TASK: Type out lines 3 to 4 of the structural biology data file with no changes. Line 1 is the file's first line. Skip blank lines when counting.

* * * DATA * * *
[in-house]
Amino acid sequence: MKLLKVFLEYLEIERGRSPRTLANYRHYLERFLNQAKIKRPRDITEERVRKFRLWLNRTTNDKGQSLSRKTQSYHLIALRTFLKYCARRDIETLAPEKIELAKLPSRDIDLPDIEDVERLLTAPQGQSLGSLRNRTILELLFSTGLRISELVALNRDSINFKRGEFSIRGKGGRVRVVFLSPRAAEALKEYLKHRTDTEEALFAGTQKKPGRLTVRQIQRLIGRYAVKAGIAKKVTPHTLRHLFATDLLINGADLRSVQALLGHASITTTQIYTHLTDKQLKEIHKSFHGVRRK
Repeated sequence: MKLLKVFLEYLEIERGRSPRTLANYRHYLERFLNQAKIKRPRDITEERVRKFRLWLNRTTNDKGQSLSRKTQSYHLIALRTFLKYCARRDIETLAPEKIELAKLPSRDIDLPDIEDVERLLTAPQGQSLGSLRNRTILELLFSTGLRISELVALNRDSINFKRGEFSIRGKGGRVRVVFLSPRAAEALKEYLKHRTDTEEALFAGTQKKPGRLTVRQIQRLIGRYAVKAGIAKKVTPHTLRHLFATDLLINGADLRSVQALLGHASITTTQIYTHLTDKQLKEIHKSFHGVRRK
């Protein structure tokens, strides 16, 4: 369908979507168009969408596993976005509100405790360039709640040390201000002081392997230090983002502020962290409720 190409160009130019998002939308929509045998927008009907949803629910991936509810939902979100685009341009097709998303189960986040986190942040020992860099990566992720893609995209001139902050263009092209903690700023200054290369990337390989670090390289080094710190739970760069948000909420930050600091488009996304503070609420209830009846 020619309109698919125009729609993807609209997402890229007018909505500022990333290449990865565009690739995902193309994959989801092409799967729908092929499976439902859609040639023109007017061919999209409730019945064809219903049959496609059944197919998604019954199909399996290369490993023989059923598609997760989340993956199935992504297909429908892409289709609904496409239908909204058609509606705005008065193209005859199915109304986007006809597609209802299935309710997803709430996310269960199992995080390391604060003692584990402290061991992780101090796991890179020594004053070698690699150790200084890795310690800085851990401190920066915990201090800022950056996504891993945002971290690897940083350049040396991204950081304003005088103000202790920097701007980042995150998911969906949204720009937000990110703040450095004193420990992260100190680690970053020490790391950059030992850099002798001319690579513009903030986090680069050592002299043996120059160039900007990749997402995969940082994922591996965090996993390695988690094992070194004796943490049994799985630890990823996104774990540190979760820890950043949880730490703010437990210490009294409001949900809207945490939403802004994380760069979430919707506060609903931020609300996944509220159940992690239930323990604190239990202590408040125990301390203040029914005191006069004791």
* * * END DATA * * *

Repeated sequence: MKLLKVFLEYLEIERGRSPRTLANYRHYLERFLNQAKIKRPRDITEERVRKFRLWLNRTTNDKGQSLSRKTQSYHLIALRTFLKYCARRDIETLAPEKIELAKLPSRDIDLPDIEDVERLLTAPQGQSLGSLRNRTILELLFSTGLRISELVALNRDSINFKRGEFSIRGKGGRVRVVFLSPRAAEALKEYLKHRTDTEEALFAGTQKKPGRLTVRQIQRLIGRYAVKAGIAKKVTPHTLRHLFATDLLINGADLRSVQALLGHASITTTQIYTHLTDKQLKEIHKSFHGVRRK
């Protein structure tokens, strides 16, 4: 369908979507168009969408596993976005509100405790360039709640040390201000002081392997230090983002502020962290409720 190409160009130019998002939308929509045998927008009907949803629910991936509810939902979100685009341009097709998303189960986040986190942040020992860099990566992720893609995209001139902050263009092209903690700023200054290369990337390989670090390289080094710190739970760069948000909420930050600091488009996304503070609420209830009846 020619309109698919125009729609993807609209997402890229007018909505500022990333290449990865565009690739995902193309994959989801092409799967729908092929499976439902859609040639023109007017061919999209409730019945064809219903049959496609059944197919998604019954199909399996290369490993023989059923598609997760989340993956199935992504297909429908892409289709609904496409239908909204058609509606705005008065193209005859199915109304986007006809597609209802299935309710997803709430996310269960199992995080390391604060003692584990402290061991992780101090796991890179020594004053070698690699150790200084890795310690800085851990401190920066915990201090800022950056996504891993945002971290690897940083350049040396991204950081304003005088103000202790920097701007980042995150998911969906949204720009937000990110703040450095004193420990992260100190680690970053020490790391950059030992850099002798001319690579513009903030986090680069050592002299043996120059160039900007990749997402995969940082994922591996965090996993390695988690094992070194004796943490049994799985630890990823996104774990540190979760820890950043949880730490703010437990210490009294409001949900809207945490939403802004994380760069979430919707506060609903931020609300996944509220159940992690239930323990604190239990202590408040125990301390203040029914005191006069004791």